BATEAU, for a very good steak

The beef meat at Bateau comes from their own local farm on Whidbey Island or from selected local farms where the cows have been grass fed. The meat is butchered and dry aged in house and sold by weight. You can even see the dry aging room behind large windows.

By the way, Bateau means “boat” in French, I know that the name is in the series of Renee Erickson Restaurants (The Whale Wins, Boat Street Café, General Porpoise, and Walrus & Carpenter) but I don’t understand why a steak house is called Bateau.


You can select your cuts among the evening’s options, written on the chalkboard. Every detail is written: type of cut,  which farm it comes from, and the size of the piece.  Each piece is crossed on the chalkboard when a customer orders it.

We did not know all the different cuts and names, so the waiter helped us to choose between different steaks, marbling, less or more fat, tenderness, etc. We ended up with a 18 oz Ribeye and a 12 oz Chuck Eye for a party of 4. Cooked medium rare they were juicy and delicious.

The place is nice and simply decorated, casual and comfy! Exactly what I like.


Be aware that now in all Renée Erickson’s restaurants, a 20% mandatory tip is added automatically. At the end, the bill was high with local good meat and a bottle of good wine but it really worth it if you like beef! We went as a party of 4 and loved it. 20160306_0926_6426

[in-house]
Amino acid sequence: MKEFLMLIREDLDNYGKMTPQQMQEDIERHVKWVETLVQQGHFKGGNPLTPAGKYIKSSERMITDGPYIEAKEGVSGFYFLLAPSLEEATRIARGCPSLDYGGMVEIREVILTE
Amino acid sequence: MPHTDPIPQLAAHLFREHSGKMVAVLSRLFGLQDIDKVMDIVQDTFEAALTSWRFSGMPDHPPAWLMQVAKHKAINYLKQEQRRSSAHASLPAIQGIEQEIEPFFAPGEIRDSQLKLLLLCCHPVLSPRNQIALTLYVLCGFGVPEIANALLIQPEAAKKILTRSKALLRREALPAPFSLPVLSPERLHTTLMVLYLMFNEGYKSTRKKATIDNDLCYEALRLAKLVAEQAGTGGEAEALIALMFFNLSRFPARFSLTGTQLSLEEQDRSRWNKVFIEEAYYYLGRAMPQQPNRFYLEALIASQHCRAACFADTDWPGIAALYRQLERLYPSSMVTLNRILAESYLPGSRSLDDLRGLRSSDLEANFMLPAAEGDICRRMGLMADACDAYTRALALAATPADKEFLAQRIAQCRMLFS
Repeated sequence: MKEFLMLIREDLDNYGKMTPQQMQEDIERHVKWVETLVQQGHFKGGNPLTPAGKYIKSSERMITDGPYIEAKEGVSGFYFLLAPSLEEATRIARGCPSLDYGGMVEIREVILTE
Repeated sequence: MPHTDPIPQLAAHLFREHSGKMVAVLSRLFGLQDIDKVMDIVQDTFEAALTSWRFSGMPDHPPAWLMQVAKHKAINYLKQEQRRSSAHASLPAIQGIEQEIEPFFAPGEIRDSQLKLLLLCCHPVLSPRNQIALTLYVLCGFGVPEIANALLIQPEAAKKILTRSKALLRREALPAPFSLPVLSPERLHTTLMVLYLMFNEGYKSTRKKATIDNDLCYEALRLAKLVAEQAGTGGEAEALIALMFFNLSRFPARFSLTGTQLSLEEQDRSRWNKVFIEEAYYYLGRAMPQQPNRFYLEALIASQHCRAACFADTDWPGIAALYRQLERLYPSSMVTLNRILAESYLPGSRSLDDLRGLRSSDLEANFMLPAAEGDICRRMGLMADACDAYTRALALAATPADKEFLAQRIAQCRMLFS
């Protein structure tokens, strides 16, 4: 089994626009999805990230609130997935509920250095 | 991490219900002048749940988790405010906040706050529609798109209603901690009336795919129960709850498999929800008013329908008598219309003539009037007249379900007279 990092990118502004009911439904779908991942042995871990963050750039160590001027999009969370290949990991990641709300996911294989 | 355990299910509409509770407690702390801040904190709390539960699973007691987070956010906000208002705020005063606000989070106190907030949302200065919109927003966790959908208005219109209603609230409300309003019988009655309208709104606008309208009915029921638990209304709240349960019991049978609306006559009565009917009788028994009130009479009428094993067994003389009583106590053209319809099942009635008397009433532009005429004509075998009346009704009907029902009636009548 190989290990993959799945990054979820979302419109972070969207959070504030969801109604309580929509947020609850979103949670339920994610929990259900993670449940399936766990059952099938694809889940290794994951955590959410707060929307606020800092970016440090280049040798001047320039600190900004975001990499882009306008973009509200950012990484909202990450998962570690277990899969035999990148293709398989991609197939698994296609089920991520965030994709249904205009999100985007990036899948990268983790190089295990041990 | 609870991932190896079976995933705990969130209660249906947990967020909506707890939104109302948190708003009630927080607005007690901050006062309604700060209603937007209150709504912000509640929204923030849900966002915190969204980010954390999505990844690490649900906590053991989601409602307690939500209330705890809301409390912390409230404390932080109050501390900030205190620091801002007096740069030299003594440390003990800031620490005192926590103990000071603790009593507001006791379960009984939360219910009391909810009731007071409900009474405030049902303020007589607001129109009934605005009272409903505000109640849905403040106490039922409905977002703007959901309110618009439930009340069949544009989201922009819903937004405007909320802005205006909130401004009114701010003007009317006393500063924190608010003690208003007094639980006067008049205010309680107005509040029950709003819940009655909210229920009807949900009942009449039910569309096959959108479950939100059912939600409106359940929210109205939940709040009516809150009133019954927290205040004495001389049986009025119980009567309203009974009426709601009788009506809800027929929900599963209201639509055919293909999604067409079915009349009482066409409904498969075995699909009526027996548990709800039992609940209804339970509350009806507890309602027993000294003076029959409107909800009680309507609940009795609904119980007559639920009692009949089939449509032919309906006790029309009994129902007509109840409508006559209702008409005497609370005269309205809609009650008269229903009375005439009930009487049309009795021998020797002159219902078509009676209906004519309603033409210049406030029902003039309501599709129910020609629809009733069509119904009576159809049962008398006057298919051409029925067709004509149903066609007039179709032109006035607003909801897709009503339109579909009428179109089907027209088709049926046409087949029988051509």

Bateau  1040 E. Union st


Lunch at The Whale Wins

At the moment, one of my definite favorite restaurants is The Whale Wins in Wallingford/Fremont.
Chef Renee Erickson (also behind Walrus and Carpenter in Ballard) mixes her amazing talent with many European influences (England, France, Italy, and Spain). 
I went with two friends, and we shared several plates:
First, two tartines on very good bread. One with sardines, curried tomato paste, and shaved fennel and another with herring rillettes and pickled shallots.
Then we tried roasted clams with sausage, spring onion and sumac. I love sumac’s flavor.
We also had warm lentils, swiss chard, spinach, cilantro, orange and tahine.
And the desserts… oh my!
We had Peychaud Bitter frozen sabayon with citrus and meringue. And finally, something that was recommended to us by our waitress was butter roasted zucchini bread with crème fraîche. She was right, it was delightful!

They offer a long list of wines from Italy and France. Among the French ones some we usually don’t find in Seattle (Janières, Apremont, Saumur Domaine Filliatreau…).


Boat Street Café

It is almost Summer! The Boat Street Cafe is a very nice hidden spot with a charming patio. The food is nice and the service friendly.
It is in walking distance of the Seattle Art Museum Olympic Sculpture Park. You should consider it if you are in this area.

Boat Street Café 3131 Western Avenue #301